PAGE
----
Photograph by Bob Rozycki
Chelsea Piers clearly had its eye on the ball when it opened in Stamford last year and hired tennis great Gigi Fernández to head up its tennis program. The two-time Olympic gold medalist and International Tennis Hall of Famer, who has 17 Grand Slam doubles titles under her belt, has leveraged her star power to recruit talent and lure clientele to the 65,000-square-foot tennis club. The Puerto Rico native, who had shown exceptional hand-eye coordination at 3 years old when she could rally on the court, asked her parents for tennis lessons for her 7th birthday. The rest is, well, sports history. The Darien resident gives WAG the inside scoop on her career, playing strategies and professional tennis:
Did you have any sports role models growing up?
“In Puerto Rico, girls in the ’70s really didn’t do sports. You were supposed to get married and have kids, so I really didn’t have any role models. I’m the first Puerto Rican female athlete, at least to make a living at sports; the first to turn pro; and the first to win an Olympic gold medal.”
You recently married your long-time partner, Jane Geddes, and are co-parenting 4-year-old twins Karson and Madison. How has motherhood changed you?
“It’s life-changing, especially for a professional athlete, because my life was always very me-centric and then all of a sudden these little angels are born and it’s not about you anymore.”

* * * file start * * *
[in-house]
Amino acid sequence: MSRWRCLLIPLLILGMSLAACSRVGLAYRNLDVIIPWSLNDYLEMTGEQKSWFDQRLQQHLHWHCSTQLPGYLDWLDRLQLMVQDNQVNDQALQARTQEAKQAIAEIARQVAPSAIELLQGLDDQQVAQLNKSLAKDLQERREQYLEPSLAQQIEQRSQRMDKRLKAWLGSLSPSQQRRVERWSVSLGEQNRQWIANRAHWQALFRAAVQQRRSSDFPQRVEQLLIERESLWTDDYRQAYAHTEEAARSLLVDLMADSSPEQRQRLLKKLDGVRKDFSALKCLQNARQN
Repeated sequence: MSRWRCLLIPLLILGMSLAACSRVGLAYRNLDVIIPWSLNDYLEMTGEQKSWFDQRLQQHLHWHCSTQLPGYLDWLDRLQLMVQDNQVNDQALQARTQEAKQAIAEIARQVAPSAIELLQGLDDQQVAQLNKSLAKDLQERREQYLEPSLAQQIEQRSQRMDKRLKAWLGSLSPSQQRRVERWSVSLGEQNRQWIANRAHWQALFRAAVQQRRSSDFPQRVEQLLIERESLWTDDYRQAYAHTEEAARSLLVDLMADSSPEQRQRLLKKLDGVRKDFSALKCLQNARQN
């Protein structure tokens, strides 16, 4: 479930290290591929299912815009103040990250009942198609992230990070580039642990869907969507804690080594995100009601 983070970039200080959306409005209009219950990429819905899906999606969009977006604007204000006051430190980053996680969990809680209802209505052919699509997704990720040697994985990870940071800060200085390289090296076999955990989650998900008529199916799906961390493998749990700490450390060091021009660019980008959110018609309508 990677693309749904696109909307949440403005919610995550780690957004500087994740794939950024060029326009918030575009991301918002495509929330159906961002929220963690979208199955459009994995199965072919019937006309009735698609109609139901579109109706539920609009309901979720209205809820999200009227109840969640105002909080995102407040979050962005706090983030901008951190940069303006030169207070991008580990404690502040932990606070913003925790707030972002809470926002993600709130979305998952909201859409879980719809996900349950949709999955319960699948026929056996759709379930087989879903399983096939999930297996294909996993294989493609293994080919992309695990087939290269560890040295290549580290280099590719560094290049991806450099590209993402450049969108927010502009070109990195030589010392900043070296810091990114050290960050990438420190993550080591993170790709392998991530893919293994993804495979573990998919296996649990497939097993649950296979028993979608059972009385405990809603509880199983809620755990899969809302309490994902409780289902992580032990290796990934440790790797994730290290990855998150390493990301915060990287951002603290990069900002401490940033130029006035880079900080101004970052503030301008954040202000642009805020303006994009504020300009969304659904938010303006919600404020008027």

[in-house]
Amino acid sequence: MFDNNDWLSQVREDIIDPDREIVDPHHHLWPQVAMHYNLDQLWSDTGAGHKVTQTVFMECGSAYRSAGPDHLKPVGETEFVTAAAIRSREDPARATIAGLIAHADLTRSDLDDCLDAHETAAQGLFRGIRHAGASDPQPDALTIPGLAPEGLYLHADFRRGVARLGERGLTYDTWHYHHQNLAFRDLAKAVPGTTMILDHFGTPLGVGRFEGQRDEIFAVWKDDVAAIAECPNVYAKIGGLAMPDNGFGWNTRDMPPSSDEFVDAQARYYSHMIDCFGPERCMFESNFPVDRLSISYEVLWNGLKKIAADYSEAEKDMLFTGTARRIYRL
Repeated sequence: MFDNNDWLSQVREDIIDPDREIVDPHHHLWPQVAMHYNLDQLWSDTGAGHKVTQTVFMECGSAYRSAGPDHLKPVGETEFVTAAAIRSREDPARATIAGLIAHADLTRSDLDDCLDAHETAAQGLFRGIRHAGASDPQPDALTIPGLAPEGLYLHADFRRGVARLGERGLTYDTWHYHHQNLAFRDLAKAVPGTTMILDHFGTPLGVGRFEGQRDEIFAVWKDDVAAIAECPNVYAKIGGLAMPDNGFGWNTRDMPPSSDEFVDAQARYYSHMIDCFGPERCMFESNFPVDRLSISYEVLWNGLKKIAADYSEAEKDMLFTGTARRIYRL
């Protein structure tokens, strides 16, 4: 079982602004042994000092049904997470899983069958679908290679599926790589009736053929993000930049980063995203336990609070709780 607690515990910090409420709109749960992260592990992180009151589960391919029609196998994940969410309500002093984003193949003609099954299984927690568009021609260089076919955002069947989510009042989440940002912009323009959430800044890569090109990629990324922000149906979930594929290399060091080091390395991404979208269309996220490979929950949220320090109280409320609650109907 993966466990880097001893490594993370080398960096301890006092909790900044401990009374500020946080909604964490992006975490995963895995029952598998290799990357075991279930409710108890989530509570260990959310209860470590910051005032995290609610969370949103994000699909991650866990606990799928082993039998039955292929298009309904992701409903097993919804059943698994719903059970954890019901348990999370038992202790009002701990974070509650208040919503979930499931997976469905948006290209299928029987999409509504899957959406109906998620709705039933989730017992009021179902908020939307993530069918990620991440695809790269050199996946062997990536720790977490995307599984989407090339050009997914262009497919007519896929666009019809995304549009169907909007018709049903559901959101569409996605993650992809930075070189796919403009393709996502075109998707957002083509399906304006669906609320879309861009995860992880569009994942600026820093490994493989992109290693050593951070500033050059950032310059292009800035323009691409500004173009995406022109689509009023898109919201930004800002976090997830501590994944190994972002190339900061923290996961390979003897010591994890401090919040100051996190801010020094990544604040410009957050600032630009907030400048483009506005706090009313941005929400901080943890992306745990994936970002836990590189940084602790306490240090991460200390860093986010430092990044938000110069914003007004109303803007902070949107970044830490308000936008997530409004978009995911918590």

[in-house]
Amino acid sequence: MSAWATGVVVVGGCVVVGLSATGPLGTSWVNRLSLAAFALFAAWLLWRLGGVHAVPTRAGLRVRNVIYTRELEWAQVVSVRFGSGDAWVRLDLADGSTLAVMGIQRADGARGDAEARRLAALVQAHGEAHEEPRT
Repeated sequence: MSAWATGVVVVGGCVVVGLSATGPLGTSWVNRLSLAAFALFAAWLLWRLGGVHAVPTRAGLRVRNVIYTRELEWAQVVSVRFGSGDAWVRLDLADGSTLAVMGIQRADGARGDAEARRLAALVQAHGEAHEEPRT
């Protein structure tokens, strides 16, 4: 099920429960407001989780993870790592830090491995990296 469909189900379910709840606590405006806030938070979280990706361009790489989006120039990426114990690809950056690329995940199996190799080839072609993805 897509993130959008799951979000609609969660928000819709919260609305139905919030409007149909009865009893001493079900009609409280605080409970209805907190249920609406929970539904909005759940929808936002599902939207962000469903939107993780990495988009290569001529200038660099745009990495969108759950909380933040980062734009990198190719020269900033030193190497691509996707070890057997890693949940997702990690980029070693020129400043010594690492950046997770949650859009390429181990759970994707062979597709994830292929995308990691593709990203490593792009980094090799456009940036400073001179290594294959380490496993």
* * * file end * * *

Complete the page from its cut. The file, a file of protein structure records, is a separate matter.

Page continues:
Would you like your kids to play tennis professionally?
“I take the Fifth (laughs). It’s a very difficult lifestyle. There are a lot of great things about it and I wouldn’t change it for the world, for myself. I think it was a great life experience, and it’s given me the most amazing lifestyle. But knowing what I know now, would I want that for my kids? I don’t think I would, because now I know what my parents must have felt when I just left at 18 years old. For 15 years, I never saw them, except maybe twice a year. And back then there were no cell phones, so I would just disappear for months at a time and call once in a while.”
How would you compare the level of professional tennis today versus when you played?
“Stemming from the fact that today they make so much more money than we did, they’re able to have these support systems that we didn’t have. I pretty much traveled by myself until I started doing well and I could afford hiring a coach. Now they have coaches, trainers, sports psychologists; they have their own stringers… so many people traveling with them.”
Is the fitness level better today?
“When I started playing, Martina (Navratilova) had already started the fitness craze. I think the top players were already fit. Chrissie (Evert) had started to get fit. Steffi Graff was very fit. So the players coming up knew that if they didn’t have that fitness level, they couldn’t compete.
It’s different now. It’s like they’re all fit. Back then you could still be a little chubby and not in super shape and be in the top 40.”
A lot of players end up having injuries and needing surgery. Did you have any during your career?